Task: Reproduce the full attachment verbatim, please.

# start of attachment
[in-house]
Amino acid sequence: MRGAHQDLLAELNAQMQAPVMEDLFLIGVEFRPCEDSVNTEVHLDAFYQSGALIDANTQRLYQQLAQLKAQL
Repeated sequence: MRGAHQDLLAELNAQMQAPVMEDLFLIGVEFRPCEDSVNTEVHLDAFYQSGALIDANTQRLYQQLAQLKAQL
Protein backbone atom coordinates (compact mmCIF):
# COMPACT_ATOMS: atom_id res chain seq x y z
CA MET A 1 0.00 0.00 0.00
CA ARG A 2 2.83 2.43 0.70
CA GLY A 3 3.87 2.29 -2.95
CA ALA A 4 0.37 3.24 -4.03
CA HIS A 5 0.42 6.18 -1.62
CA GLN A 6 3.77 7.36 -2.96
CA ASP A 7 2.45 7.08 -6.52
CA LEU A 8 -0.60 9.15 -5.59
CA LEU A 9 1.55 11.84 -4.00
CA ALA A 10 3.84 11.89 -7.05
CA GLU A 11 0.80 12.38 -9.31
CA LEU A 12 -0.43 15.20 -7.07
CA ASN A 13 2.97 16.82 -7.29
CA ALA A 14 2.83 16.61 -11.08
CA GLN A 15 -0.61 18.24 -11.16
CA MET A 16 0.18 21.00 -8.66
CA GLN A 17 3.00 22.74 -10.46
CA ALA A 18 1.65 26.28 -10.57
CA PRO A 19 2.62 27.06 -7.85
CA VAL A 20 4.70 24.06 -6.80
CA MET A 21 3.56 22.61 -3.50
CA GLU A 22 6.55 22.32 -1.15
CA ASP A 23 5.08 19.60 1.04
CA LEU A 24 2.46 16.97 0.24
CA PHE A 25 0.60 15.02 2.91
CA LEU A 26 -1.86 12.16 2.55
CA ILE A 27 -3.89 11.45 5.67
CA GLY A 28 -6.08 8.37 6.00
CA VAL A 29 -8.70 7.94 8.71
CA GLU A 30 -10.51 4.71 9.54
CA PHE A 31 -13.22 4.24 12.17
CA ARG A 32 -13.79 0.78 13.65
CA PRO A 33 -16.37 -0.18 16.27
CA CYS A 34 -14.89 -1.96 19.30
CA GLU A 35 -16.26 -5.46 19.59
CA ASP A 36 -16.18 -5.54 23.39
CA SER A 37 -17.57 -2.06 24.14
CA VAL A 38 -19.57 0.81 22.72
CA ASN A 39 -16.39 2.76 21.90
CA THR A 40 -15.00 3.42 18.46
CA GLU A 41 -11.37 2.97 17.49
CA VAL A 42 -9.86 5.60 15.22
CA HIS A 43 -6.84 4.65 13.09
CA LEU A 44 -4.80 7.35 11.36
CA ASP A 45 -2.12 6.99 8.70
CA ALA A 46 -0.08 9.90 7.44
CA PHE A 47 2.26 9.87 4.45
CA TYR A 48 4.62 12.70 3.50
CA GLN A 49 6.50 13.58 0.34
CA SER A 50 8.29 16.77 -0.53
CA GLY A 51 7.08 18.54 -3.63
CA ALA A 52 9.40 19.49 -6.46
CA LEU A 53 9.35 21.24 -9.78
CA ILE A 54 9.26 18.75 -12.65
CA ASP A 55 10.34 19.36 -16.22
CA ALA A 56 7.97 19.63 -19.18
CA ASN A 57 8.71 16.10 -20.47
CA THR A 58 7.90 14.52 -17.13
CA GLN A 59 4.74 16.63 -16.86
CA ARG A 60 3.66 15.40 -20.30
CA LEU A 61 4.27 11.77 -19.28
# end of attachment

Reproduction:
[in-house]
Amino acid sequence: MRGAHQDLLAELNAQMQAPVMEDLFLIGVEFRPCEDSVNTEVHLDAFYQSGALIDANTQRLYQQLAQLKAQL
Repeated sequence: MRGAHQDLLAELNAQMQAPVMEDLFLIGVEFRPCEDSVNTEVHLDAFYQSGALIDANTQRLYQQLAQLKAQL
Protein backbone atom coordinates (compact mmCIF):
# COMPACT_ATOMS: atom_id res chain seq x y z
CA MET A 1 0.00 0.00 0.00
CA ARG A 2 2.83 2.43 0.70
CA GLY A 3 3.87 2.29 -2.95
CA ALA A 4 0.37 3.24 -4.03
CA HIS A 5 0.42 6.18 -1.62
CA GLN A 6 3.77 7.36 -2.96
CA ASP A 7 2.45 7.08 -6.52
CA LEU A 8 -0.60 9.15 -5.59
CA LEU A 9 1.55 11.84 -4.00
CA ALA A 10 3.84 11.89 -7.05
CA GLU A 11 0.80 12.38 -9.31
CA LEU A 12 -0.43 15.20 -7.07
CA ASN A 13 2.97 16.82 -7.29
CA ALA A 14 2.83 16.61 -11.08
CA GLN A 15 -0.61 18.24 -11.16
CA MET A 16 0.18 21.00 -8.66
CA GLN A 17 3.00 22.74 -10.46
CA ALA A 18 1.65 26.28 -10.57
CA PRO A 19 2.62 27.06 -7.85
CA VAL A 20 4.70 24.06 -6.80
CA MET A 21 3.56 22.61 -3.50
CA GLU A 22 6.55 22.32 -1.15
CA ASP A 23 5.08 19.60 1.04
CA LEU A 24 2.46 16.97 0.24
CA PHE A 25 0.60 15.02 2.91
CA LEU A 26 -1.86 12.16 2.55
CA ILE A 27 -3.89 11.45 5.67
CA GLY A 28 -6.08 8.37 6.00
CA VAL A 29 -8.70 7.94 8.71
CA GLU A 30 -10.51 4.71 9.54
CA PHE A 31 -13.22 4.24 12.17
CA ARG A 32 -13.79 0.78 13.65
CA PRO A 33 -16.37 -0.18 16.27
CA CYS A 34 -14.89 -1.96 19.30
CA GLU A 35 -16.26 -5.46 19.59
CA ASP A 36 -16.18 -5.54 23.39
CA SER A 37 -17.57 -2.06 24.14
CA VAL A 38 -19.57 0.81 22.72
CA ASN A 39 -16.39 2.76 21.90
CA THR A 40 -15.00 3.42 18.46
CA GLU A 41 -11.37 2.97 17.49
CA VAL A 42 -9.86 5.60 15.22
CA HIS A 43 -6.84 4.65 13.09
CA LEU A 44 -4.80 7.35 11.36
CA ASP A 45 -2.12 6.99 8.70
CA ALA A 46 -0.08 9.90 7.44
CA PHE A 47 2.26 9.87 4.45
CA TYR A 48 4.62 12.70 3.50
CA GLN A 49 6.50 13.58 0.34
CA SER A 50 8.29 16.77 -0.53
CA GLY A 51 7.08 18.54 -3.63
CA ALA A 52 9.40 19.49 -6.46
CA LEU A 53 9.35 21.24 -9.78
CA ILE A 54 9.26 18.75 -12.65
CA ASP A 55 10.34 19.36 -16.22
CA ALA A 56 7.97 19.63 -19.18
CA ASN A 57 8.71 16.10 -20.47
CA THR A 58 7.90 14.52 -17.13
CA GLN A 59 4.74 16.63 -16.86
CA ARG A 60 3.66 15.40 -20.30
CA LEU A 61 4.27 11.77 -19.28